Menu Home Login
SAChE Products Process Safety Beacon Student Certificate Program Faculty Workshops CSB Video Room Dow Lab Safety Academy
News Committee Members Links
Contact Us

Products

SAChE Products can be used and adopted to learning environments including students in many different fields (such as chemical and mechanical engineering as well as chemistry and materials science) and practicing engineers (such as in safety training programs). We attempt to put the materials in an easy to use format, and modifications can be made to the materials to fit the circumstances.



Inherently Safer Design Conflicts and Decisions

Sponsors

Dennis C. Hendershot (Rohm and Haas Company, retired)
John Murphy (United States Chemical Safety and Hazard Investigation Board, retired)

Description

Inherently Safer Design (ISD) is a different philosophy for addressing safety issues in the design and operation of chemical plants. ISD focuses on eliminating or significantly reducing hazards. Often, the traditional approach to managing chemical process safety has accepted the existence and magnitude of hazards in a process, and efforts to reduce risk have concentrated on managing the risk associated with the hazards. Where feasible, ISD provides more robust and reliable risk management, and has the potential to make the chemical processing technology simpler and more economical in many cases.

However, it is important to recognize that any change to a technology or product, even a change intended to enhance safety, has the potential to introduce new hazards and risks, and to increase the magnitude of existing hazards and risks. It is important to recognize this potential and fully evaluate any change in technology with regard to all hazards and potential risks. Thus, a process or product which is inherently safer with respect to one or more hazards may introduce new risks, and these must be considered in choosing the appropriate process technology. This module describes these issues with respect to ISD, with examples of ISD conflicts. Once the potential conflicts are understood, the problem becomes a traditional engineering optimization problem, with the objective of selecting a technology option which generates the greatest overall value considering all of the conflicting requirements.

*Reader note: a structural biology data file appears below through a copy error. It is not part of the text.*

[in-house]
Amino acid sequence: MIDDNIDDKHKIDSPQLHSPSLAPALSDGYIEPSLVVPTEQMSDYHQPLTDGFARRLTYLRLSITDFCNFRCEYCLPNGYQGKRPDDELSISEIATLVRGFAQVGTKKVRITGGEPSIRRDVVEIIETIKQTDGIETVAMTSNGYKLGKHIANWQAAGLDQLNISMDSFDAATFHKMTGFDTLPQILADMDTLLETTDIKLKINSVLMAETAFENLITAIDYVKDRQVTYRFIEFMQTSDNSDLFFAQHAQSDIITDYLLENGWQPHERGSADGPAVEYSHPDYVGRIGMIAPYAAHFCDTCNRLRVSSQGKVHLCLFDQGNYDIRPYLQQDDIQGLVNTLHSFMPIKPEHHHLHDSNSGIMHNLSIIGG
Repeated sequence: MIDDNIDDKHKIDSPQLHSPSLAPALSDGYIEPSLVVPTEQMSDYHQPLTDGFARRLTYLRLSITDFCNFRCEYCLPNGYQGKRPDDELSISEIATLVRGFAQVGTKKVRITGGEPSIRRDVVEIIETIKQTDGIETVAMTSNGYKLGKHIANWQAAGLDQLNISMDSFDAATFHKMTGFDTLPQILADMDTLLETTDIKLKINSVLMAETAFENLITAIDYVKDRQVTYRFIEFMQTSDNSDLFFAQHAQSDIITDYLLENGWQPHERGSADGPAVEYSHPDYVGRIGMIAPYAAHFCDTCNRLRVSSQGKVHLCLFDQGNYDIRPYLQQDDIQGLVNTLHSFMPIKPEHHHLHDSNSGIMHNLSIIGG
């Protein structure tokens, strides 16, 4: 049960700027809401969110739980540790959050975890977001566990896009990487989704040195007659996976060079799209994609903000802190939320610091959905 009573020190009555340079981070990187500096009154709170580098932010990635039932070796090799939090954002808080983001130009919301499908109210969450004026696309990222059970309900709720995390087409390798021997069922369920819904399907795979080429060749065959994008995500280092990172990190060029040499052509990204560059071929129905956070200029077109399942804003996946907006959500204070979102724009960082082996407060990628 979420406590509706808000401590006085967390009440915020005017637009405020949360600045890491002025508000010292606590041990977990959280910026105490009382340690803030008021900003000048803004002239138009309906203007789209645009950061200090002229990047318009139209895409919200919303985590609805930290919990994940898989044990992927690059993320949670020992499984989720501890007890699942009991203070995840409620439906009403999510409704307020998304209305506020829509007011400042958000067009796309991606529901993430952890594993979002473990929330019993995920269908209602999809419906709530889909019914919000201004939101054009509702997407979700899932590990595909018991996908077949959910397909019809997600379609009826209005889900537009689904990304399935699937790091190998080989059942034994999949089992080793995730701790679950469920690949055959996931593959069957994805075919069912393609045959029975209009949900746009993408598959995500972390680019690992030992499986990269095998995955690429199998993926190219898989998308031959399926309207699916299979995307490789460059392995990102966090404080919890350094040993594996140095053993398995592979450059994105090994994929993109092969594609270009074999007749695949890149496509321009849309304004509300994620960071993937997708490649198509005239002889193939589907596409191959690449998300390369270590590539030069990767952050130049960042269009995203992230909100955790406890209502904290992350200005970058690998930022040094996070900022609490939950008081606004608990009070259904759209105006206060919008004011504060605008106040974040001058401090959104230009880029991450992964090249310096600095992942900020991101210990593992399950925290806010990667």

The basic principles of Inherently Safer Design (ISD) are covered in more detail in the SACHE module “Introduction to Inherently Safer Design”, distributed to SACHE members in 2006 and available for download by SACHE members on this site.

Spanish translation: Available for one or more files.

Student access: All files are available to students logged into the site.

Downloads (213)

Log in for downloads of this product.

Reviews (0)


Risk Assessment

Sponsors

Ralph W. Pike (Louisiana State University)

Description

This web browser-based, self-study course is designed to provide a working knowledge of risk assessment, management and reduction as applied to chemical plants and petroleum refineries. It includes descriptions of methods with examples and exercises, and it requires about three hours to complete. Although developed for chemical engineering faculty and students, the course material can also be used as part of the safety orientation at industrial facilities. Topics focus on the detection, prevention and mitigation of risks including:

  • Screening Analysis Techniques
  • Checklist Reviews
  • Preliminary Hazards Analysis
  • Safety Audit
  • What-if Analysis
  • Failure Modes and Effects Analysis (FMEA)
  • Hazard and Operability Studies (HAZOPS)
  • Fault Tree and Event Tree Analysis
  • Chemical Plume and Dispersion Analysis
  • Explosion and Fire Analysis
  • Assessment of Health Effects
  • Quantified Risk Assessment

The course material prepares students to develop the information needed in plant design in a senior-level design course (e.g., a HAZOP on a process flow diagram) or provides background to topics discussed in a process safety course. The course material emphasizes how the methods for risk assessment, management, and reduction are related and function together.

Much of the material in the course is summarized from: Risk Assessment and Risk Management for the Chemical Process Industry, H. R. Greenberg and J. J. Cramer, Editors, John Wiley and Sons, New York, NY (1991); and Process Synthesis and Design, A SeIf-lnstructional Problem Workbook, D. Kauffman, ETS International, Inc. Roanoke, VA (1992). These books are recommended for further details on the topics.

Although following the order of the material as presented is recommended, the course sections can be studied in any sequence if the person has adequate background, and there are links to move easily among topics.